Mitsubishi, Hitachi eye disc for cloud computing era
Hitachi Ltd., Mitsubishi Chemical Corp. and some other organizations plan to jointly develop a next-generation optical disc that can store 25 times more data than a Blu-ray Disc, with the aim of putting the technology into practical use in 2012, industry sources said this week.
The next-generation one terabyte disc will be designed to complement cloud computing, which allows for the storage of data and information offline on interconnected databases. It also would increase the efficiency of personal computers.
According to the sources, the next-generation disc will employ hologram technology, in which a laser is used to write 3-D images to record and reproduce data.
The greatly increased data-storage capacity of the new disc is achieved by storing data not only on its surface but also within the disc.
In late July, these organizations jointly established a technical research consortium that is entitled to preferential tax treatment.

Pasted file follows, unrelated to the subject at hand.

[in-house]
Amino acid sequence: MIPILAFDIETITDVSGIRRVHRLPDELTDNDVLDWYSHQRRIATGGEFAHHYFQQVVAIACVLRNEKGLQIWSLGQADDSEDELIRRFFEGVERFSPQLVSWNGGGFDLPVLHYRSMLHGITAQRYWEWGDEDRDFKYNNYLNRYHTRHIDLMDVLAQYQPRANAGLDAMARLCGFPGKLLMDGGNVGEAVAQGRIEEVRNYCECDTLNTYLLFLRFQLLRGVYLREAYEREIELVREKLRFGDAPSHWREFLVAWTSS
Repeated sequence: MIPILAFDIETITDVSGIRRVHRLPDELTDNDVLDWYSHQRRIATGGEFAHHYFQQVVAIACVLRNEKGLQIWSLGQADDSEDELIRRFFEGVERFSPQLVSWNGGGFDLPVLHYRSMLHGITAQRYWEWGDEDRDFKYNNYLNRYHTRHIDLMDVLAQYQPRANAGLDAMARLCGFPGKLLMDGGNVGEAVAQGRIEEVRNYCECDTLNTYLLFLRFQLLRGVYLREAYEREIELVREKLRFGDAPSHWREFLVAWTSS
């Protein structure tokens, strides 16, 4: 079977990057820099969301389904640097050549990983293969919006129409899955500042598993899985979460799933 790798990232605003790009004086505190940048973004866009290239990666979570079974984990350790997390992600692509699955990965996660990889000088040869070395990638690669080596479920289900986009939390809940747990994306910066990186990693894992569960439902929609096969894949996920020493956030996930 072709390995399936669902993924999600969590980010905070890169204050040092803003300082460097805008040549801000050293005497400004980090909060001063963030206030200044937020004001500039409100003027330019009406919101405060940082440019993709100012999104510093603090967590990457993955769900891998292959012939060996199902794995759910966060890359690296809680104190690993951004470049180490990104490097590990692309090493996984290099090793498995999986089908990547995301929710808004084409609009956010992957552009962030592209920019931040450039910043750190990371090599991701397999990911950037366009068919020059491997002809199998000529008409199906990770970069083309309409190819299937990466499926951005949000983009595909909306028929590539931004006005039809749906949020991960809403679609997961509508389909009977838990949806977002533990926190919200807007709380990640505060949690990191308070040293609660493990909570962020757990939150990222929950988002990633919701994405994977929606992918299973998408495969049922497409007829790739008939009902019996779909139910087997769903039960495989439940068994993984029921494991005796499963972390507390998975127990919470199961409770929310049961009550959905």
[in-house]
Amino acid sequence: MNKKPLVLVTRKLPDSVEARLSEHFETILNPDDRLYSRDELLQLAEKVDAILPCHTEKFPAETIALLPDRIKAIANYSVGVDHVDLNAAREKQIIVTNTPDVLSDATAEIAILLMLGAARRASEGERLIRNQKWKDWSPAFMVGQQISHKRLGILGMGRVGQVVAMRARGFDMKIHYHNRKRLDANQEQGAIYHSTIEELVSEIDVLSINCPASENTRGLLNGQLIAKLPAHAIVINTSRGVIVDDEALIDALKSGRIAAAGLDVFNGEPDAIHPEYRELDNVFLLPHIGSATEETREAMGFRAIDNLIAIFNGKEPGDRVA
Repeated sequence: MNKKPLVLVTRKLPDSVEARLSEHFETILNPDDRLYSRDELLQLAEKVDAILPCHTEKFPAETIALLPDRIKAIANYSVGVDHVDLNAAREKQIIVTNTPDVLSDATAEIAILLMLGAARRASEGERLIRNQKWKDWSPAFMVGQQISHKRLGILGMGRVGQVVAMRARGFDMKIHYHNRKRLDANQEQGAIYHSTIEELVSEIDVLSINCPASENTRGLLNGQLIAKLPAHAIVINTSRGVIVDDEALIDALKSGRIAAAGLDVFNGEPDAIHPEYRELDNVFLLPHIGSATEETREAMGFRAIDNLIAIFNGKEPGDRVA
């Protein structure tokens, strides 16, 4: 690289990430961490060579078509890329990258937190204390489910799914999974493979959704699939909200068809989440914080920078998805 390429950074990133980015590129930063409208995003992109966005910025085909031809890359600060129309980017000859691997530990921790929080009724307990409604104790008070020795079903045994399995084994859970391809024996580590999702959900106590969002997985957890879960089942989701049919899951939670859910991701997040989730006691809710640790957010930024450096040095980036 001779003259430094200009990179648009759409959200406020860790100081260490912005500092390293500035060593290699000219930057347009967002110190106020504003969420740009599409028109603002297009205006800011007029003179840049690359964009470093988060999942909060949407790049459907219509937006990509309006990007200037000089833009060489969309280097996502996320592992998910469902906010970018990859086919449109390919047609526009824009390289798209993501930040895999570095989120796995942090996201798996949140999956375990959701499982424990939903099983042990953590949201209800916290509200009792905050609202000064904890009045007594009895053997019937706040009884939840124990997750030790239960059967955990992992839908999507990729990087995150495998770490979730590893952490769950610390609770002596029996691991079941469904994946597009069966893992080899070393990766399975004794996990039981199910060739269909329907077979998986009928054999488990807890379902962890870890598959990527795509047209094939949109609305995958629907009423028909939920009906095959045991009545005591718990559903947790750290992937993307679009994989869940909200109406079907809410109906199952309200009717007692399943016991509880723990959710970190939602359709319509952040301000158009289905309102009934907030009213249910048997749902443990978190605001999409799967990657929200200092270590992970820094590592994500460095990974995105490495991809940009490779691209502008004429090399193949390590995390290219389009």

The companies and partners plan to invest a total of about 10 billion yen in the project over the next three years.
An increasing number of companies have turned to cloud computing to save time and cost, especially when carrying out large-scale system upgrades. Cloud computing refers to the storage of data on databases, servers and computer networks, which can be viewed on a PC via an application when needed, reducing reliance on software.
Therefore, such companies in particular have been urged to expand the data-storage capacity of the servers in their data centers.
The capacity of current PC hard discs is as high as about two terabytes, which is much larger than the up to 50 gigabytes offered by Blu-ray Discs.
Though hard discs offer a convenient way to frequently access data, PCs must be kept on standby to allow fast access to data, which results in high power consumption.
If a combination of hard disc storage and optical disc storage are used based on the frequency data is accessed, it has been estimated that power use per PC could be cut by about 40 percent.
In cloud computing, software such as those for document management and e-mail are not stored on a PC. Users instead access software held on servers at data centers via an Internet-linked application. Thus cloud computing also reduces the burden on computers, allowing less powerful models to be used effectively.
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